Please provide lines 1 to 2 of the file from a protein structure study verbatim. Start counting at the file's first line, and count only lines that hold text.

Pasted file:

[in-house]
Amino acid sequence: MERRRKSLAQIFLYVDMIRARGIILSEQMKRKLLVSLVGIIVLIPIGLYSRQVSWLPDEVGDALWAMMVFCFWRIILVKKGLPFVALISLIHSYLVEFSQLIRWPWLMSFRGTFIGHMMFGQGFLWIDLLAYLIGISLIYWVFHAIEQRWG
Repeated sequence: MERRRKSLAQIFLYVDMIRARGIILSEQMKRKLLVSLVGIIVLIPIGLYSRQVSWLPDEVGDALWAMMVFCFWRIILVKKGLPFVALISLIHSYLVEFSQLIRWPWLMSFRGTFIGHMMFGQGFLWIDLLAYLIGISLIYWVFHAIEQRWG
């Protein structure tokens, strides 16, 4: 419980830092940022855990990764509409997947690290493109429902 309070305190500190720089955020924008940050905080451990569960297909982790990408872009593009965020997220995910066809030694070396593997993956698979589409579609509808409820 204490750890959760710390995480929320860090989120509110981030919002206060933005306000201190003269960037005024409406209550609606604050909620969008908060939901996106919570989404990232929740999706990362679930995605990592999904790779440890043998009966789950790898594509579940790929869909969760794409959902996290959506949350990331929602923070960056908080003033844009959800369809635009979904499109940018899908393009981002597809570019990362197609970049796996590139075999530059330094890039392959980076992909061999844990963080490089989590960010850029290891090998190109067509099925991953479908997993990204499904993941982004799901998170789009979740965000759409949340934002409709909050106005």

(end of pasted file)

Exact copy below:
[in-house]
Amino acid sequence: MERRRKSLAQIFLYVDMIRARGIILSEQMKRKLLVSLVGIIVLIPIGLYSRQVSWLPDEVGDALWAMMVFCFWRIILVKKGLPFVALISLIHSYLVEFSQLIRWPWLMSFRGTFIGHMMFGQGFLWIDLLAYLIGISLIYWVFHAIEQRWG